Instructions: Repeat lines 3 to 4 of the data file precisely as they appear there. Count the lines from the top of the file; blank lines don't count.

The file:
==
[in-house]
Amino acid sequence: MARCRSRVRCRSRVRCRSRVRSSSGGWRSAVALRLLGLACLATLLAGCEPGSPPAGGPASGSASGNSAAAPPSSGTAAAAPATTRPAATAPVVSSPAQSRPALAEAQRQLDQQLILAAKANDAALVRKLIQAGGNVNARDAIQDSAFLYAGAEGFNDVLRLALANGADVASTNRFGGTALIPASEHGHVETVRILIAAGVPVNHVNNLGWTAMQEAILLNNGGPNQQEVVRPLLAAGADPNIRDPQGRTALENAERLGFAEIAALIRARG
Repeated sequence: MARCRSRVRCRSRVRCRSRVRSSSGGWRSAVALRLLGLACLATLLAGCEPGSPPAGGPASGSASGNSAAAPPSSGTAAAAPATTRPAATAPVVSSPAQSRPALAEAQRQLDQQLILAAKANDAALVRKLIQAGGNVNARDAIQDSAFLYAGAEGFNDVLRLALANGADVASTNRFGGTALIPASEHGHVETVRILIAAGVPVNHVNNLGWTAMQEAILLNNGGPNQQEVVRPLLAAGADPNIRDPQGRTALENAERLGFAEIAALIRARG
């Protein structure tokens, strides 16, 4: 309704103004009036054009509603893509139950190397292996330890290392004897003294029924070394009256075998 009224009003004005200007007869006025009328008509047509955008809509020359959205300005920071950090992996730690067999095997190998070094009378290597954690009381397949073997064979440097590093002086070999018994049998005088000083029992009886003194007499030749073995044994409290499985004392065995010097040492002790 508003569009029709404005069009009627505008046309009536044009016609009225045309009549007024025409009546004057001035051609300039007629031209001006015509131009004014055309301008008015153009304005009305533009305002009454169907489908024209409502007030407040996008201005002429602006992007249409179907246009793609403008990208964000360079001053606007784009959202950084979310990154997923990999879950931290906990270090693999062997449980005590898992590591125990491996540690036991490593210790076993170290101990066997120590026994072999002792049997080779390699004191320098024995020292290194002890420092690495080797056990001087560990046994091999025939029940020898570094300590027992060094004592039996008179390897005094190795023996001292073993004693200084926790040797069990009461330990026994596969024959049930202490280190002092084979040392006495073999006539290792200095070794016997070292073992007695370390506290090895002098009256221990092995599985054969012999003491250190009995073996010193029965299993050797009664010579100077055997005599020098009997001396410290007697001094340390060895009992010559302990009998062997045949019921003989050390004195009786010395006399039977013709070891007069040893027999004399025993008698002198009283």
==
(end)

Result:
Repeated sequence: MARCRSRVRCRSRVRCRSRVRSSSGGWRSAVALRLLGLACLATLLAGCEPGSPPAGGPASGSASGNSAAAPPSSGTAAAAPATTRPAATAPVVSSPAQSRPALAEAQRQLDQQLILAAKANDAALVRKLIQAGGNVNARDAIQDSAFLYAGAEGFNDVLRLALANGADVASTNRFGGTALIPASEHGHVETVRILIAAGVPVNHVNNLGWTAMQEAILLNNGGPNQQEVVRPLLAAGADPNIRDPQGRTALENAERLGFAEIAALIRARG
């Protein structure tokens, strides 16, 4: 309704103004009036054009509603893509139950190397292996330890290392004897003294029924070394009256075998 009224009003004005200007007869006025009328008509047509955008809509020359959205300005920071950090992996730690067999095997190998070094009378290597954690009381397949073997064979440097590093002086070999018994049998005088000083029992009886003194007499030749073995044994409290499985004392065995010097040492002790 508003569009029709404005069009009627505008046309009536044009016609009225045309009549007024025409009546004057001035051609300039007629031209001006015509131009004014055309301008008015153009304005009305533009305002009454169907489908024209409502007030407040996008201005002429602006992007249409179907246009793609403008990208964000360079001053606007784009959202950084979310990154997923990999879950931290906990270090693999062997449980005590898992590591125990491996540690036991490593210790076993170290101990066997120590026994072999002792049997080779390699004191320098024995020292290194002890420092690495080797056990001087560990046994091999025939029940020898570094300590027992060094004592039996008179390897005094190795023996001292073993004693200084926790040797069990009461330990026994596969024959049930202490280190002092084979040392006495073999006539290792200095070794016997070292073992007695370390506290090895002098009256221990092995599985054969012999003491250190009995073996010193029965299993050797009664010579100077055997005599020098009997001396410290007697001094340390060895009992010559302990009998062997045949019921003989050390004195009786010395006399039977013709070891007069040893027999004399025993008698002198009283």